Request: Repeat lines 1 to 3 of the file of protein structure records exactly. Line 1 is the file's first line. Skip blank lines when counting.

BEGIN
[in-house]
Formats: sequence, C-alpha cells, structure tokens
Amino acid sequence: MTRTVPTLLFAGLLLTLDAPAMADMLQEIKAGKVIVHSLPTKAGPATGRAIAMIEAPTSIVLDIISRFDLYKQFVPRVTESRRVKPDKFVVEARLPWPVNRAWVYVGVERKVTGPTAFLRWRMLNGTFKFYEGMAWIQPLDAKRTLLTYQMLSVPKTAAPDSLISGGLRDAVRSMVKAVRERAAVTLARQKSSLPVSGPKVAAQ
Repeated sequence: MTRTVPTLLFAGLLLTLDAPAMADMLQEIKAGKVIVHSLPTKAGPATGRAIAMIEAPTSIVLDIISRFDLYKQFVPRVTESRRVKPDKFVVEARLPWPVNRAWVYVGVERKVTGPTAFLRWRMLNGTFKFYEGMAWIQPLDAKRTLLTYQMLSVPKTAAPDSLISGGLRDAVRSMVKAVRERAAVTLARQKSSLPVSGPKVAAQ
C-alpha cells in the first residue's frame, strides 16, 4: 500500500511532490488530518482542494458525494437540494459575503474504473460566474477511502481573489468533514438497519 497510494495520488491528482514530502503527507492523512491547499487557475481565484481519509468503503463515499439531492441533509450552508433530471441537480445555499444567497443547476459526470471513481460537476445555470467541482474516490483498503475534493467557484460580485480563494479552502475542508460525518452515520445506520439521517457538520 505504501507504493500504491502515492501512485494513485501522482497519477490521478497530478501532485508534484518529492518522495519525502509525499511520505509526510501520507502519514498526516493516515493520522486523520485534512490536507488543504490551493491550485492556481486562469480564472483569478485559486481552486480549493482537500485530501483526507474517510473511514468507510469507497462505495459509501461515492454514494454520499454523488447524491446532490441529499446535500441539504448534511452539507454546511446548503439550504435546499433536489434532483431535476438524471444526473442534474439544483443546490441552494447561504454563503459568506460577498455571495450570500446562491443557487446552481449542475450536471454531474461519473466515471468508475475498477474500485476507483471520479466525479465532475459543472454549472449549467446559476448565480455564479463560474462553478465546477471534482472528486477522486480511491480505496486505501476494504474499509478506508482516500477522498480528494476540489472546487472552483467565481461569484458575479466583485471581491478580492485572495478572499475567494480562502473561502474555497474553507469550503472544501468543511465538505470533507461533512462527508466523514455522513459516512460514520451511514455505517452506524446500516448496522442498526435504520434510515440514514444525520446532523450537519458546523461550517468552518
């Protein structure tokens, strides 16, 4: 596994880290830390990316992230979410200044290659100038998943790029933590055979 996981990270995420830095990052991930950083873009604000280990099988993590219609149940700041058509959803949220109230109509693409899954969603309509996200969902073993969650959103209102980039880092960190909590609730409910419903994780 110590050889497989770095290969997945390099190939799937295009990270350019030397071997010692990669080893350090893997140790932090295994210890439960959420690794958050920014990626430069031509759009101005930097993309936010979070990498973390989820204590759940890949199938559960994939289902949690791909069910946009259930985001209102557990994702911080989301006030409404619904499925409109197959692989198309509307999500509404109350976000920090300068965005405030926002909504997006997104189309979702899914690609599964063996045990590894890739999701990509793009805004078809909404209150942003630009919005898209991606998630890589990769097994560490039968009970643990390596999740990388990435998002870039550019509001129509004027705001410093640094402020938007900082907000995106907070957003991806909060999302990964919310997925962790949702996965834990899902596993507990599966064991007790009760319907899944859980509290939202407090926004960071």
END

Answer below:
[in-house]
Formats: sequence, C-alpha cells, structure tokens
Amino acid sequence: MTRTVPTLLFAGLLLTLDAPAMADMLQEIKAGKVIVHSLPTKAGPATGRAIAMIEAPTSIVLDIISRFDLYKQFVPRVTESRRVKPDKFVVEARLPWPVNRAWVYVGVERKVTGPTAFLRWRMLNGTFKFYEGMAWIQPLDAKRTLLTYQMLSVPKTAAPDSLISGGLRDAVRSMVKAVRERAAVTLARQKSSLPVSGPKVAAQ